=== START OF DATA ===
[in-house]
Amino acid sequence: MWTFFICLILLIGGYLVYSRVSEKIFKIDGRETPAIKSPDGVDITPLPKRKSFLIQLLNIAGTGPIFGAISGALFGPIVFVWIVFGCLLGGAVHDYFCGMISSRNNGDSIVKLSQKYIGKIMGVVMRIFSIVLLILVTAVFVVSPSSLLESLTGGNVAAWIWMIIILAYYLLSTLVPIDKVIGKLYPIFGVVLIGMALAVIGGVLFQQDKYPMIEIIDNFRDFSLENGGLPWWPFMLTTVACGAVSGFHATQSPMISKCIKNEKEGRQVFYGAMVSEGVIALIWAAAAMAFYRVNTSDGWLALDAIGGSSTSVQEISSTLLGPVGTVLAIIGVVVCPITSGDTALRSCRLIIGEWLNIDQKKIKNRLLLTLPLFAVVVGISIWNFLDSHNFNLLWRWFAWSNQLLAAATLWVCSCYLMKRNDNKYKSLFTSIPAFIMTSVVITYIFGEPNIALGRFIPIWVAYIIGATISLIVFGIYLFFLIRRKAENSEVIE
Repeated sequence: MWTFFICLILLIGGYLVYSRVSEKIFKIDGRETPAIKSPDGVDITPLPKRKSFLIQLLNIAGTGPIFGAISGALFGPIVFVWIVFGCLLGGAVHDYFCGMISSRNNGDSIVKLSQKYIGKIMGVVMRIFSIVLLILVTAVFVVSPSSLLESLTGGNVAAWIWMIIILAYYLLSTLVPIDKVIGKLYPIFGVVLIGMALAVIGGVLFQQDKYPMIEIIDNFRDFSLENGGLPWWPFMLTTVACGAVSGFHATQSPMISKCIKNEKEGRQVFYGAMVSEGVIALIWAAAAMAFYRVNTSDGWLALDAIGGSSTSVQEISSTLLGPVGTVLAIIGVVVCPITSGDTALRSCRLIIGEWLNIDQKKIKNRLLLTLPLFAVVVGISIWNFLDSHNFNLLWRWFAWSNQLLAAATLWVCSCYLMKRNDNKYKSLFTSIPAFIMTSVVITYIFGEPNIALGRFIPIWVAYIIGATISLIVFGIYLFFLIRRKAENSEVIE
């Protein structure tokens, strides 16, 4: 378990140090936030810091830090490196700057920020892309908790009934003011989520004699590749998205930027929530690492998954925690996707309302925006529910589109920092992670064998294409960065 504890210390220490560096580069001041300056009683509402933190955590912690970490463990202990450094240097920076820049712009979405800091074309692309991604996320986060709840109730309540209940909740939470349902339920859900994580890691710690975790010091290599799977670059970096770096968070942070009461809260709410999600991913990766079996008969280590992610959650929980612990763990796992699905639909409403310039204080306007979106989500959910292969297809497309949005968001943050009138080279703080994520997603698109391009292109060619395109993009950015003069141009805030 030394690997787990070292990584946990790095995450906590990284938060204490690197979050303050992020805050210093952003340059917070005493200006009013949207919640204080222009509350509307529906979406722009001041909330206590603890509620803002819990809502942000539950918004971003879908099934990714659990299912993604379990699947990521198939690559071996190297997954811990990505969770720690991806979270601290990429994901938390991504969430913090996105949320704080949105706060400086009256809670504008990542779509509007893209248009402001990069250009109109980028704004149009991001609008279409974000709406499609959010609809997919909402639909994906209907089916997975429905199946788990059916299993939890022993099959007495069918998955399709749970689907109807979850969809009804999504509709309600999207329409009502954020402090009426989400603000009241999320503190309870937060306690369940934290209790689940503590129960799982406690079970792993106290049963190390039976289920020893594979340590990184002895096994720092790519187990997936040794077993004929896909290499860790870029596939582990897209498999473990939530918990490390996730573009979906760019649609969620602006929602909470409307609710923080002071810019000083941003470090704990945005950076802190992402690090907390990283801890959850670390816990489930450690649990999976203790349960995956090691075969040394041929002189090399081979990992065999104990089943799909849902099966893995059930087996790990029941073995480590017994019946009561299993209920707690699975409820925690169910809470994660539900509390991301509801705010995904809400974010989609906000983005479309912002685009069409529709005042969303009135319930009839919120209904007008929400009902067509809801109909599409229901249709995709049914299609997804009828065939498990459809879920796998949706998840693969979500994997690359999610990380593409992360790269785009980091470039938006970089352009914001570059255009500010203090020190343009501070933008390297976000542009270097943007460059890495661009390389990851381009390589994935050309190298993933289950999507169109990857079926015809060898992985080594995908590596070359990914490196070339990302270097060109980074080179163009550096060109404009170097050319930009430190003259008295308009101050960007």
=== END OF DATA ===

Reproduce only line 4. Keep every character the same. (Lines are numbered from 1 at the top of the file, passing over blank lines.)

């Protein structure tokens, strides 16, 4: 378990140090936030810091830090490196700057920020892309908790009934003011989520004699590749998205930027929530690492998954925690996707309302925006529910589109920092992670064998294409960065 504890210390220490560096580069001041300056009683509402933190955590912690970490463990202990450094240097920076820049712009979405800091074309692309991604996320986060709840109730309540209940909740939470349902339920859900994580890691710690975790010091290599799977670059970096770096968070942070009461809260709410999600991913990766079996008969280590992610959650929980612990763990796992699905639909409403310039204080306007979106989500959910292969297809497309949005968001943050009138080279703080994520997603698109391009292109060619395109993009950015003069141009805030 030394690997787990070292990584946990790095995450906590990284938060204490690197979050303050992020805050210093952003340059917070005493200006009013949207919640204080222009509350509307529906979406722009001041909330206590603890509620803002819990809502942000539950918004971003879908099934990714659990299912993604379990699947990521198939690559071996190297997954811990990505969770720690991806979270601290990429994901938390991504969430913090996105949320704080949105706060400086009256809670504008990542779509509007893209248009402001990069250009109109980028704004149009991001609008279409974000709406499609959010609809997919909402639909994906209907089916997975429905199946788990059916299993939890022993099959007495069918998955399709749970689907109807979850969809009804999504509709309600999207329409009502954020402090009426989400603000009241999320503190309870937060306690369940934290209790689940503590129960799982406690079970792993106290049963190390039976289920020893594979340590990184002895096994720092790519187990997936040794077993004929896909290499860790870029596939582990897209498999473990939530918990490390996730573009979906760019649609969620602006929602909470409307609710923080002071810019000083941003470090704990945005950076802190992402690090907390990283801890959850670390816990489930450690649990999976203790349960995956090691075969040394041929002189090399081979990992065999104990089943799909849902099966893995059930087996790990029941073995480590017994019946009561299993209920707690699975409820925690169910809470994660539900509390991301509801705010995904809400974010989609906000983005479309912002685009069409529709005042969303009135319930009839919120209904007008929400009902067509809801109909599409229901249709995709049914299609997804009828065939498990459809879920796998949706998840693969979500994997690359999610990380593409992360790269785009980091470039938006970089352009914001570059255009500010203090020190343009501070933008390297976000542009270097943007460059890495661009390389990851381009390589994935050309190298993933289950999507169109990857079926015809060898992985080594995908590596070359990914490196070339990302270097060109980074080179163009550096060109404009170097050319930009430190003259008295308009101050960007």